First, the rise and fall of modern tragedy, in which ignoble protagonists are pushed down the slope towards their nemesis by supra-individual forces, explained in materialist rather than theological terms (naturalism seeing myth itself as a social fact); and, second, the pessimistic anti-plot which is in a double sense platitudinous, given its flat narrative trajectory and listless characters. The first of these forms is exemplified by Zola's study of physiology, Thérèse Raquin, which follows the path from wifely adultery via the murder of Thérèse's husband, Camille, at the hands of her bull-like lover, Laurent, to the lovers' eventual suicide. (White, 2011, pp. 552-530)

Figure 3: "Ladri di biciclette" (De Sica, 1948).

From the first characteristic, Italian Neorealism finds that the nemesis of the protagonists is the random force of social injustice, likewise explained more in materialistic than theological terms, which approaches the purest condition of post-war man, without a home, without a homeland. It exposes the decadence, as the second structure of the plot, which consists of a pessimistic but realistic anti-plot. Verismo is clearly inspired by Naturalism: its works represent the human condition, and both depicted the desperate adherence to the reality of the impoverished and submissive people known as "the defeated" (Catena, 2017), individuals who could not overcome the inevitable obstacles of reality. Thus, Neorealist cinema brought together a multitude of thoughts and authors who wanted to tell the experience of war of the most afflicted and the resistance. It aimed to represent everyday life and the conditions of the working class to create an important social ideology.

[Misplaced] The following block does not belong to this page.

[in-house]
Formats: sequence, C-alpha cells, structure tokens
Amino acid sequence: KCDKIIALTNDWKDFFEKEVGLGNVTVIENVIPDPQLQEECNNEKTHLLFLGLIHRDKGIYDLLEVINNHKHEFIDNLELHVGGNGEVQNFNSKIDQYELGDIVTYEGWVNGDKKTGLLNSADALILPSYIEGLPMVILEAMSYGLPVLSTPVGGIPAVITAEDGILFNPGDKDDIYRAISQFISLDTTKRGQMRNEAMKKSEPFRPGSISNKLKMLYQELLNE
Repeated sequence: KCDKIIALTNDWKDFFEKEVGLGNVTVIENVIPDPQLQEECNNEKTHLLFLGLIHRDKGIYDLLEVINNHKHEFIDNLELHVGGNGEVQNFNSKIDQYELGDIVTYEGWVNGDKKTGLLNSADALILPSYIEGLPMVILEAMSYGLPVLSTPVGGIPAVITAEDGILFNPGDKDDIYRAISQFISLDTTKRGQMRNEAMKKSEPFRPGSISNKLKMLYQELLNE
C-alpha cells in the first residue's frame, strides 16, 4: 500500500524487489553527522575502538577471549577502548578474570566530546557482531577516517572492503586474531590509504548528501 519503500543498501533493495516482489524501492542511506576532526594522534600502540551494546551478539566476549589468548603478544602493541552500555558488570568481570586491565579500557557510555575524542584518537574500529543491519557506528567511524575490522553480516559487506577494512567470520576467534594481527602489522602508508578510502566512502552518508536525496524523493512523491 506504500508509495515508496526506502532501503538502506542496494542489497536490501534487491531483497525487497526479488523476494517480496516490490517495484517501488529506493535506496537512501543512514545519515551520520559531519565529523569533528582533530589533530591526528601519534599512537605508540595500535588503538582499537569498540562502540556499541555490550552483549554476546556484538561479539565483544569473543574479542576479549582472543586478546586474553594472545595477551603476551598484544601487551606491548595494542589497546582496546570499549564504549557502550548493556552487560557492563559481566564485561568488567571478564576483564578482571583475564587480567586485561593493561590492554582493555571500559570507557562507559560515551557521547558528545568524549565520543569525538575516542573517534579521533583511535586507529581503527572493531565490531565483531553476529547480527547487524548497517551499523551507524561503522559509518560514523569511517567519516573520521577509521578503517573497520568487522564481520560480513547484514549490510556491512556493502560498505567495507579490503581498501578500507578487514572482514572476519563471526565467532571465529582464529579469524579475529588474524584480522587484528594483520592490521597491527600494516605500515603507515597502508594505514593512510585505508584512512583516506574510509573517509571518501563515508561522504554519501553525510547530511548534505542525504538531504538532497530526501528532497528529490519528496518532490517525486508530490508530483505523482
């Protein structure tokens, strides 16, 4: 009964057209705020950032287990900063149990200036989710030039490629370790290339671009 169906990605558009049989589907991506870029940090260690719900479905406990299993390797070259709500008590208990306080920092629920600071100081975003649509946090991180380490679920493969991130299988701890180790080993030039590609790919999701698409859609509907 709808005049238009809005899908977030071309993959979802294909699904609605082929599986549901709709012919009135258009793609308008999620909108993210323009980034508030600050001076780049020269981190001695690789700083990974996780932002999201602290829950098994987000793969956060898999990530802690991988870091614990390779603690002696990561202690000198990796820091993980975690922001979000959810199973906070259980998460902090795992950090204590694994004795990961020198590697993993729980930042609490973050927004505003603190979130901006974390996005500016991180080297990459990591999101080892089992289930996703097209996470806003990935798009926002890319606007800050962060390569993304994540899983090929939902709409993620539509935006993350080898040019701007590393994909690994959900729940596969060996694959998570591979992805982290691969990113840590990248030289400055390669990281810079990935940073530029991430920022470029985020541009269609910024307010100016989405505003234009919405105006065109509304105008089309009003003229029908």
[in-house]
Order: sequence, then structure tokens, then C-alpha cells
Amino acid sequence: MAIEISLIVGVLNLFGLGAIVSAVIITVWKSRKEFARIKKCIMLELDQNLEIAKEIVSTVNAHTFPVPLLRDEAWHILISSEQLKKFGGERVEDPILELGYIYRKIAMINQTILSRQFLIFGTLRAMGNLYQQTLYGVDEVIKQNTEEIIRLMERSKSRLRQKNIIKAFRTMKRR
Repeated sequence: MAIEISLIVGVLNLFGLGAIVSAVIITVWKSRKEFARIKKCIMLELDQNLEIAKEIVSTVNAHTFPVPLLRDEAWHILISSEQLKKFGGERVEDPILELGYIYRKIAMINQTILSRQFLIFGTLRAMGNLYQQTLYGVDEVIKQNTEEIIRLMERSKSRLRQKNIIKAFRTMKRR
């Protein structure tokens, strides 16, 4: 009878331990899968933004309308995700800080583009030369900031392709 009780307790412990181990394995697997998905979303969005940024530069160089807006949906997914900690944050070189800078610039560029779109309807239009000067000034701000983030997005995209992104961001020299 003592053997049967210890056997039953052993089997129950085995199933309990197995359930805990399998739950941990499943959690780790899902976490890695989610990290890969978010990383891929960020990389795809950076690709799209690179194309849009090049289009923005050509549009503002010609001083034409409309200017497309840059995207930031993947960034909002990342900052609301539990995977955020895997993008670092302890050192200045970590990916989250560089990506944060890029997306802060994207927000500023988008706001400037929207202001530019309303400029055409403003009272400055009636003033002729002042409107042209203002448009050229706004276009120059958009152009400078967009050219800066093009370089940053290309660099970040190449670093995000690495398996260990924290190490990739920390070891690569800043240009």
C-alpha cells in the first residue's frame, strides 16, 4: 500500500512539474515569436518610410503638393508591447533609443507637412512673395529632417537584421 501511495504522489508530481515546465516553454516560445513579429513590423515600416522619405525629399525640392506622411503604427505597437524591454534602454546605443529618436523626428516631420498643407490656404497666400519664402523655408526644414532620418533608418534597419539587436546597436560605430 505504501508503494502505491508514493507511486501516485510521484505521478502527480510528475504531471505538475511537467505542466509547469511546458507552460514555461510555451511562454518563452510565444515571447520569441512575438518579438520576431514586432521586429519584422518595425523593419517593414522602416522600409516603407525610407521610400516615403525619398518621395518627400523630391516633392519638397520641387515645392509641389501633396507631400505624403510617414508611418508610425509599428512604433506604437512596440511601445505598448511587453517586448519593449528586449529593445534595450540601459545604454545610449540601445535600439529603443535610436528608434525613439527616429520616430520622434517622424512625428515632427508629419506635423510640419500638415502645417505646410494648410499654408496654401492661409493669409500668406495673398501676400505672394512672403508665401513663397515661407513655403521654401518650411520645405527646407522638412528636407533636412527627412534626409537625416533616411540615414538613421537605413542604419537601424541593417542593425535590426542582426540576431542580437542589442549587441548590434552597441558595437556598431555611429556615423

Another avant-garde movement was Kinoglaz, the Russian cinematic movement founded in 1924 by Dziga Vertov, a Soviet pioneer documentary film and newsreel director, also one of the first to study the relationship between cinema and thinking. He also asserted that people should only capture the truth of reality. The philosopher Gilles Deleuze wrote that the films of Dziga Vertov are done with a “type of eye”, pointing: